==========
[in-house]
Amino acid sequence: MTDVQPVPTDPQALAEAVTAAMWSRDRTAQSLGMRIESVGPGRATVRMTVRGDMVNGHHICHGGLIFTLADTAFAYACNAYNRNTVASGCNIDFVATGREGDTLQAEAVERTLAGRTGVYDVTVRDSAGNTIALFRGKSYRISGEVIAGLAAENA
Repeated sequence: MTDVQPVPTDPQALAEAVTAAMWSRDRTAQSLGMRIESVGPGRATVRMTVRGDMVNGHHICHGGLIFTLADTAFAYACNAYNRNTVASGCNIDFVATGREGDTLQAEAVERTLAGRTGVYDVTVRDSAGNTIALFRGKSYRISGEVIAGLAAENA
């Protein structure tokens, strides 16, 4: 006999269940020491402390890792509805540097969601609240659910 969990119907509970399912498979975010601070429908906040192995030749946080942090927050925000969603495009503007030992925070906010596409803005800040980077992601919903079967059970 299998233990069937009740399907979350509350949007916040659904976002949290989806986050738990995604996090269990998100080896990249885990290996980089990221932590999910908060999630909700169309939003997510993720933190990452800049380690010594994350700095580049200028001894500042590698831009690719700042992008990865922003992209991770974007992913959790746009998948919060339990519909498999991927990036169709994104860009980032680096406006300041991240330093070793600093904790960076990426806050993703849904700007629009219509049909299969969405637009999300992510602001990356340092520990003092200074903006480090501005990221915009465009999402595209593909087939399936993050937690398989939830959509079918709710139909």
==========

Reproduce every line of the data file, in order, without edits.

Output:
[in-house]
Amino acid sequence: MTDVQPVPTDPQALAEAVTAAMWSRDRTAQSLGMRIESVGPGRATVRMTVRGDMVNGHHICHGGLIFTLADTAFAYACNAYNRNTVASGCNIDFVATGREGDTLQAEAVERTLAGRTGVYDVTVRDSAGNTIALFRGKSYRISGEVIAGLAAENA
Repeated sequence: MTDVQPVPTDPQALAEAVTAAMWSRDRTAQSLGMRIESVGPGRATVRMTVRGDMVNGHHICHGGLIFTLADTAFAYACNAYNRNTVASGCNIDFVATGREGDTLQAEAVERTLAGRTGVYDVTVRDSAGNTIALFRGKSYRISGEVIAGLAAENA
């Protein structure tokens, strides 16, 4: 006999269940020491402390890792509805540097969601609240659910 969990119907509970399912498979975010601070429908906040192995030749946080942090927050925000969603495009503007030992925070906010596409803005800040980077992601919903079967059970 299998233990069937009740399907979350509350949007916040659904976002949290989806986050738990995604996090269990998100080896990249885990290996980089990221932590999910908060999630909700169309939003997510993720933190990452800049380690010594994350700095580049200028001894500042590698831009690719700042992008990865922003992209991770974007992913959790746009998948919060339990519909498999991927990036169709994104860009980032680096406006300041991240330093070793600093904790960076990426806050993703849904700007629009219509049909299969969405637009999300992510602001990356340092520990003092200074903006480090501005990221915009465009999402595209593909087939399936993050937690398989939830959509079918709710139909």